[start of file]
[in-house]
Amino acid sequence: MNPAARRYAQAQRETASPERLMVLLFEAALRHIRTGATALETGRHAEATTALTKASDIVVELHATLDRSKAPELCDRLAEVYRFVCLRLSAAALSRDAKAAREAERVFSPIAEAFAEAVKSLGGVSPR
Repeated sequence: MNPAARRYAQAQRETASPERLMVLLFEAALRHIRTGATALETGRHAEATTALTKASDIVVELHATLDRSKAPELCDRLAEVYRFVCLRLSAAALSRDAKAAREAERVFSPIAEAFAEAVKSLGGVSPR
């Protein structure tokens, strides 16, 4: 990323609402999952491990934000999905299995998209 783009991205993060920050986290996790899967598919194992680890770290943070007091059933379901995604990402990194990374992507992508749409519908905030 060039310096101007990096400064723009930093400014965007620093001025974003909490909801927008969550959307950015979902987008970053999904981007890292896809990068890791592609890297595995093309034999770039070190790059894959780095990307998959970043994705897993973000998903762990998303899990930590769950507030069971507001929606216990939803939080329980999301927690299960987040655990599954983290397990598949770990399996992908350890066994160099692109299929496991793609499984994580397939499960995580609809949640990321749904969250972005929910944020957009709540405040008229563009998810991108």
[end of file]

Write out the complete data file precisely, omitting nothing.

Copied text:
[in-house]
Amino acid sequence: MNPAARRYAQAQRETASPERLMVLLFEAALRHIRTGATALETGRHAEATTALTKASDIVVELHATLDRSKAPELCDRLAEVYRFVCLRLSAAALSRDAKAAREAERVFSPIAEAFAEAVKSLGGVSPR
Repeated sequence: MNPAARRYAQAQRETASPERLMVLLFEAALRHIRTGATALETGRHAEATTALTKASDIVVELHATLDRSKAPELCDRLAEVYRFVCLRLSAAALSRDAKAAREAERVFSPIAEAFAEAVKSLGGVSPR
């Protein structure tokens, strides 16, 4: 990323609402999952491990934000999905299995998209 783009991205993060920050986290996790899967598919194992680890770290943070007091059933379901995604990402990194990374992507992508749409519908905030 060039310096101007990096400064723009930093400014965007620093001025974003909490909801927008969550959307950015979902987008970053999904981007890292896809990068890791592609890297595995093309034999770039070190790059894959780095990307998959970043994705897993973000998903762990998303899990930590769950507030069971507001929606216990939803939080329980999301927690299960987040655990599954983290397990598949770990399996992908350890066994160099692109299929496991793609499984994580397939499960995580609809949640990321749904969250972005929910944020957009709540405040008229563009998810991108």